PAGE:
During Sony’s Road to PS5 press conference on Wednesday, Mark Cerny breezed through fifteen minutes of very technical – yet exciting – talk around the PS5’s approach to audio. Let’s take a closer look at what some of that jargon actually means, and how it could be a game-changer for consoles.
The main tenet of Sony’s audio presentation was Great Audio For All, with two goals that related to that theme – hundreds of advanced sound sources, and presence and locality. When it comes to games, or anything with a visual component, sound often takes a back seat, particularly when it comes to assigned resources. All games have a processing resources budget determined by the processing power of the platform, and audio usually gets a small slice of that pie to work with. An important part of designing the sound for a game involves optimization of the sounds being implemented and finding ways to use, or re-use a sound clip, then prioritize what is most important for the player to hear and what can be left out. With the PS5, there’s a real focus being placed on more detailed audio processing in a 3D space than we’ve seen before in a console.
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So how is Sony achieving this? The PS5 will have a dedicated audio hardware processing unit called the Tempest, which is based on AMD GPU technology that has been modified to make it more ideal for audio. The processing power of this new Tempest unit will roughly equal the processing power of the eight Jaguar AMD chips in the PS4, of which only a small portion would have ever been relegated to audio.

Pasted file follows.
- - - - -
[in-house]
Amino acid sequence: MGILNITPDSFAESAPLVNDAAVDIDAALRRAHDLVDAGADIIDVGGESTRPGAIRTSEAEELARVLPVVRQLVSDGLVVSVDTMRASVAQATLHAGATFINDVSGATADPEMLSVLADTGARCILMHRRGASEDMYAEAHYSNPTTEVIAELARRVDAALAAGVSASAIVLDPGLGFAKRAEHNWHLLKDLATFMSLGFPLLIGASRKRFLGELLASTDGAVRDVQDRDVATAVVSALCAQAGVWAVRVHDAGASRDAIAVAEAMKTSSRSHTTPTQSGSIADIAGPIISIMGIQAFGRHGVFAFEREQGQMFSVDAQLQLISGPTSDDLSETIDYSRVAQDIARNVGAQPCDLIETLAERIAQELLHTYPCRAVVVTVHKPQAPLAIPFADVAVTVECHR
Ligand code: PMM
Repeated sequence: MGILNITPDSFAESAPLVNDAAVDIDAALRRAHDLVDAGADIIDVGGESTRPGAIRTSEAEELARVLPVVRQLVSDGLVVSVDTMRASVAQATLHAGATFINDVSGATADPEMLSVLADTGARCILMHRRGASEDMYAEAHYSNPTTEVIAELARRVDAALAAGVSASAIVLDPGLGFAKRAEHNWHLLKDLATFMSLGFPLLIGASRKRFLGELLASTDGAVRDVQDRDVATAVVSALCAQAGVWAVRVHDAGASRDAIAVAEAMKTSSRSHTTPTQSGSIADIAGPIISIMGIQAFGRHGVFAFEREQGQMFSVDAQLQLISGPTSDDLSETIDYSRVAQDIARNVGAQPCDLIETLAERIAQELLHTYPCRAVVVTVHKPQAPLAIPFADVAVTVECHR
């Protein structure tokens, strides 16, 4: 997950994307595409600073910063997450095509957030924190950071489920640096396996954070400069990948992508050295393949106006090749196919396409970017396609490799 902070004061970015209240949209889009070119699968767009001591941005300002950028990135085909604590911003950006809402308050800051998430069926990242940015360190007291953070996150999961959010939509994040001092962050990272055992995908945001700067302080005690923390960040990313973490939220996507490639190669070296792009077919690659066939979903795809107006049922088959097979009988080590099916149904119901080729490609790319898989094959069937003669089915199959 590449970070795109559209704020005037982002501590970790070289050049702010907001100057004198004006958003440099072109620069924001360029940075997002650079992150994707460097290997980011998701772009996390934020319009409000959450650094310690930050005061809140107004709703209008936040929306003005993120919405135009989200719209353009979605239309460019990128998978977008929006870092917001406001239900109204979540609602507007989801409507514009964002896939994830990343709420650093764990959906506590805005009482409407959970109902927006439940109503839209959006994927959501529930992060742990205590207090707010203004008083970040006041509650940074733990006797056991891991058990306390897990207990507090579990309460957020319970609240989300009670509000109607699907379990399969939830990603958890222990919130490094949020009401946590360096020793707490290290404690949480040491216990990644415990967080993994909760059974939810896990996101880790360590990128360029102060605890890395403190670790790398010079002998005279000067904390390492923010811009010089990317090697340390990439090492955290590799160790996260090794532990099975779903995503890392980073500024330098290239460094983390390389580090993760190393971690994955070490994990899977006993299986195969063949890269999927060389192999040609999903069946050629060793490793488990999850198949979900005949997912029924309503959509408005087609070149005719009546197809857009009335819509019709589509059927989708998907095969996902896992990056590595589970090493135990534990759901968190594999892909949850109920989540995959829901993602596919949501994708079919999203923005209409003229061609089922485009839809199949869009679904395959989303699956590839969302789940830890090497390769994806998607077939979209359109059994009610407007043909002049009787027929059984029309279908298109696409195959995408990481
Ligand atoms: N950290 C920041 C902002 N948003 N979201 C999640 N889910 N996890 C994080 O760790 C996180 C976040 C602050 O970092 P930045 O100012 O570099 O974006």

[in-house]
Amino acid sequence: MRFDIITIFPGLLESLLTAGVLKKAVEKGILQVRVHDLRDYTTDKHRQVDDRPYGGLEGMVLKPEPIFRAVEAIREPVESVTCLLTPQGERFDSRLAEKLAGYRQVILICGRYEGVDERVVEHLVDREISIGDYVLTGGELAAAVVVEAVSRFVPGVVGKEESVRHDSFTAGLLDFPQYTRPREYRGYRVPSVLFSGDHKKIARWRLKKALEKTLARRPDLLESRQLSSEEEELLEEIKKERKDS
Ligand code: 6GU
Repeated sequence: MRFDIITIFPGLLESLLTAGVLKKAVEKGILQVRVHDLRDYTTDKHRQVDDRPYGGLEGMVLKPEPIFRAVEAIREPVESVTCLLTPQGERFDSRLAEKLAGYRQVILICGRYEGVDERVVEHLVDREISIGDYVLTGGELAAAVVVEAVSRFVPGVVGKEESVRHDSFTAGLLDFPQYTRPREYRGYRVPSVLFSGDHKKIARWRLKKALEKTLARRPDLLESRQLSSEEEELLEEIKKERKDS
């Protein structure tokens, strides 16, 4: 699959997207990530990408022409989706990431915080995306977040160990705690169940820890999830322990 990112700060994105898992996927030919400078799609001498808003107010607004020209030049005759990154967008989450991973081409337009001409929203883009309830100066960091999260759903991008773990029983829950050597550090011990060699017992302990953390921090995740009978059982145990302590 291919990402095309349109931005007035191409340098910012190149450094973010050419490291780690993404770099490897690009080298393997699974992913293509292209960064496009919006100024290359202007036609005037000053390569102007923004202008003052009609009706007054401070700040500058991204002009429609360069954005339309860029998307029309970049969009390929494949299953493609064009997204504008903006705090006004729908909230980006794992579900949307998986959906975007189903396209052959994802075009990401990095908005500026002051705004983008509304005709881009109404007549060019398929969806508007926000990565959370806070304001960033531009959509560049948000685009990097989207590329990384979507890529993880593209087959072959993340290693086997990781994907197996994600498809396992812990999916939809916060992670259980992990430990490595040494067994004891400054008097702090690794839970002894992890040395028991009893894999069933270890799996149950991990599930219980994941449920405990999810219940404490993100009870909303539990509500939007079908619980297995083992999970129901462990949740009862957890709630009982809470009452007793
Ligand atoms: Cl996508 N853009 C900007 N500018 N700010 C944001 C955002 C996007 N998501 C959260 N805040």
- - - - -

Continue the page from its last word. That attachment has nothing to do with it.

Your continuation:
This is an enormous increase in processing that will be available to sound designers and allow audio to be far more involved. Currently, because the amount of processing resources delegated to audio is limited, the way designers use audio is also limited. For example, there could be many layers of sound happening at once, but some sounds have to be given priority over others. For instance, it’s far more important to hear that monster barreling towards you baring its teeth than the birds circling overhead. If the processing power available is limited, the sound of the birds might not be played. But with all the dedicated processing power from Tempest, the sound design can have significantly more depth and complexity instead of prioritizing what’s more important and dropping what is less important.
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3D audio is where much of that extra processing power will go. For VR and PC gamers, 3D audio will sound familiar; more involved implementation of 3D audio has been showing up in games and headsets over the past couple of years. The more discrete channels in a 3D audio system, virtual or physical, help place that enemy player you’re stalking more accurately. The obvious and easy choice for the PS5 design team would be to use an already existing system as the basis for any advanced sound processing. Something like Dolby Atmos that can be found on the Xbox One (although it had some problems when the update was rolled out). But Cerny specifically addressed why Atmos peripherals weren’t the most ideal solution – namely the need for players to use licensed Dolby Atmos product,s and Atmos’ limit to 32 sound sources.